Over dinner my friend Valerie said, “I’m not worried about someone finding out my secrets, because secrets are just facts, right? So if someone is going through my private things, for example, and gets upset about what they find, then that’s their problem, not mine!”
I liked that attitude, and kept thinking about it.
Later as we were leaving, I helped her put on her coat, and picked up her purse. It was so heavy, I had to ask, “What’s in here?”
She said, “Oh probably my two big diaries. I have one diary that’s private, and another that’s like super-super private.”
Because of what she just said about secrets, I had to ask: “Can I read the super-super private one, then?”
She was a little shocked, thought for a few seconds, laughed, and said OK.
We got two ciders and she patiently waited while I spent 20 minutes reading through it. Pages filled with words about processing family drama, formulating goals, plans for life changes, romantic details, lists of regrets, contemplations, etc.
I was surprised it was all meaningless to me. These pages meant the world to her, but to me they meant no more than any non-secret conversation we’d ever had. It was the same stuff that we all think.
Later, I thought about the stuff I keep secret.
Like my programming code, for example. I had it locked in an SSH-only server, on an encrypted partition. My current life’s work. Super-super private. Can’t let anyone get access to this!
But what did I think would really happen if someone read my code? They’d steal it and thrive? Really?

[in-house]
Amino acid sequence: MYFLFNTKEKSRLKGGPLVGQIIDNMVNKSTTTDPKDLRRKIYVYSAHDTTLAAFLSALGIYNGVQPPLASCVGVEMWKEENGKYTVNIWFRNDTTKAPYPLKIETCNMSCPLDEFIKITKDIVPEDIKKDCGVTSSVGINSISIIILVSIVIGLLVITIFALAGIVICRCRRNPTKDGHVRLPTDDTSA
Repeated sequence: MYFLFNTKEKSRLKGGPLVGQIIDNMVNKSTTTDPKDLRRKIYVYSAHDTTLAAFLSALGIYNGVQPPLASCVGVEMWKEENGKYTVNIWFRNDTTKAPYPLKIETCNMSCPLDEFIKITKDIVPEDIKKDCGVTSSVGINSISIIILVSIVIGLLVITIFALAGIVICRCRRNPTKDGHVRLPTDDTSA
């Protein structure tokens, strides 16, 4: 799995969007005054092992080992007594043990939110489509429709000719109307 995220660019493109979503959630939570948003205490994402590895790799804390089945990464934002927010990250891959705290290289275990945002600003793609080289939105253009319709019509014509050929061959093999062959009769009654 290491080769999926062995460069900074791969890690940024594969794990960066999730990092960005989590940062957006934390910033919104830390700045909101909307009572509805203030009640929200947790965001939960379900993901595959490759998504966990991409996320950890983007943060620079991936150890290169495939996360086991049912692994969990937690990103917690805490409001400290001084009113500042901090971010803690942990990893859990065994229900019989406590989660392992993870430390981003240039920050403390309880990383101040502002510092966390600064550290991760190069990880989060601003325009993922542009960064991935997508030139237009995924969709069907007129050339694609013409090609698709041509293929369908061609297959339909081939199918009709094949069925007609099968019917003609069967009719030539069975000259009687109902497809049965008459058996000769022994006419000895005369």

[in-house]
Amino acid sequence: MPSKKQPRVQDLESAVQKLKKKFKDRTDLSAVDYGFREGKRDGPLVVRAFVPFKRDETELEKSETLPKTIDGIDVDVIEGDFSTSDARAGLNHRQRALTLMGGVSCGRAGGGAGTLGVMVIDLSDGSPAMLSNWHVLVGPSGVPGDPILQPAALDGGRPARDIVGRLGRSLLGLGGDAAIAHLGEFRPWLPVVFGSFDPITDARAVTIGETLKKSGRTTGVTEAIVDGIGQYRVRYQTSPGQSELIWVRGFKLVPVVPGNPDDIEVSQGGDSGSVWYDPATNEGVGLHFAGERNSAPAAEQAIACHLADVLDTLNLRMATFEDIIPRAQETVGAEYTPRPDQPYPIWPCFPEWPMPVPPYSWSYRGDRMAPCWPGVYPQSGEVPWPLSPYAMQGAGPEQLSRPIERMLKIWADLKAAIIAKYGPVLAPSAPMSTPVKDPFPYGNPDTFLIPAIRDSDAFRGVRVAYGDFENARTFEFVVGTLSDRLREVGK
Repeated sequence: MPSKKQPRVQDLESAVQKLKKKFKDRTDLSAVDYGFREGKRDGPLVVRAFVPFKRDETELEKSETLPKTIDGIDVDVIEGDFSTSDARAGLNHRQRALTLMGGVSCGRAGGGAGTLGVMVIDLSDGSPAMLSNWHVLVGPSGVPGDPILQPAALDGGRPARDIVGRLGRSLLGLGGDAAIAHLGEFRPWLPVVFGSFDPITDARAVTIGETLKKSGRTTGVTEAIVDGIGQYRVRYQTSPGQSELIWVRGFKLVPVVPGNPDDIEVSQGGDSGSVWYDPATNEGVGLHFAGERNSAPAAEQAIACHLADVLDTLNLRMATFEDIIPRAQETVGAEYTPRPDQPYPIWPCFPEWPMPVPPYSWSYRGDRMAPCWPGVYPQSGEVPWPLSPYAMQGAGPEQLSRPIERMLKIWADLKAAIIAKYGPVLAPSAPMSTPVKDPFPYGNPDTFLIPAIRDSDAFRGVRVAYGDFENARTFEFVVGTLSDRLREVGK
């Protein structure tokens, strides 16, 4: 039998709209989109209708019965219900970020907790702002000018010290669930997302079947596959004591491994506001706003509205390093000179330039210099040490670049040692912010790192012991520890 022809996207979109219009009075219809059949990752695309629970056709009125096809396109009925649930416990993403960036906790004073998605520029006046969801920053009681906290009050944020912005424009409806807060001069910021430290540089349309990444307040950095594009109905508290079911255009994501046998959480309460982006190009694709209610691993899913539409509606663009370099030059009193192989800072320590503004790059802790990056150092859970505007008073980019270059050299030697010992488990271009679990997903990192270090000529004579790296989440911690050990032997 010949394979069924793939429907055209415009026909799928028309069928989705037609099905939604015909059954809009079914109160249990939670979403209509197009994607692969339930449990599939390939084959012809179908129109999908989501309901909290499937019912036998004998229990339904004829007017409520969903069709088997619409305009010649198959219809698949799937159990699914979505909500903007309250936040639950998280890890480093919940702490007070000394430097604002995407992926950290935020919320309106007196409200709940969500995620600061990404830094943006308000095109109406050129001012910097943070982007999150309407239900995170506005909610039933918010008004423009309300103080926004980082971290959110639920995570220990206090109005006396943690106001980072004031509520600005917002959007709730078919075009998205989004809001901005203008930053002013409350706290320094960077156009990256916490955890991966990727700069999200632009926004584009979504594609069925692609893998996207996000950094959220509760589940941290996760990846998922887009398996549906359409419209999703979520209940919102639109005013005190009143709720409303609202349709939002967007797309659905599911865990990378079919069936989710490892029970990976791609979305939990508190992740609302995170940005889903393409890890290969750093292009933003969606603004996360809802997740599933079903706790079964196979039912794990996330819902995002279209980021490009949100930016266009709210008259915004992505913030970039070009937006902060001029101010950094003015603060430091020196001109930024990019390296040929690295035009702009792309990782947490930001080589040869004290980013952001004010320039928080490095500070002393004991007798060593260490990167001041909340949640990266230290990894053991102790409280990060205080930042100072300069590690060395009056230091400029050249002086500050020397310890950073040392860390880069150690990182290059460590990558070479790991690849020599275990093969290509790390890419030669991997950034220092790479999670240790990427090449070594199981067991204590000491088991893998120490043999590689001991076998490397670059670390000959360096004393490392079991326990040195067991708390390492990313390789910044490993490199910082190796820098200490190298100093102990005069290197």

Then I realized it’s like Valerie’s diary. Meaningful to me. Meaningless to others. So why go to the trouble to keep it so secret?
(I realize there’s an argument on the other side. Why go to the trouble to make it public?)
But life is an ongoing experiment, so I decided to make all my programming code and business ideas public and open source, just to see what happens.
I wanted to challenge that fear that someone is going to steal our ideas.
Actually all those business ideas have been posted freely on my site for over two years now, and nobody has “stolen” them, yet. You’re welcome to try. I’ll keep adding more.
Everything is listed at http://sivers.org/projects. Enjoy!
P.S. I never said everything should be public. I only said I’m making my code and ideas public. That’s all. This is not about what you should make public or keep secret. Everyone has different criteria. It’s worth re-evaluating the choices you’ve made, to see if they’re still applicable to you.
Photo by Silvia Viñuales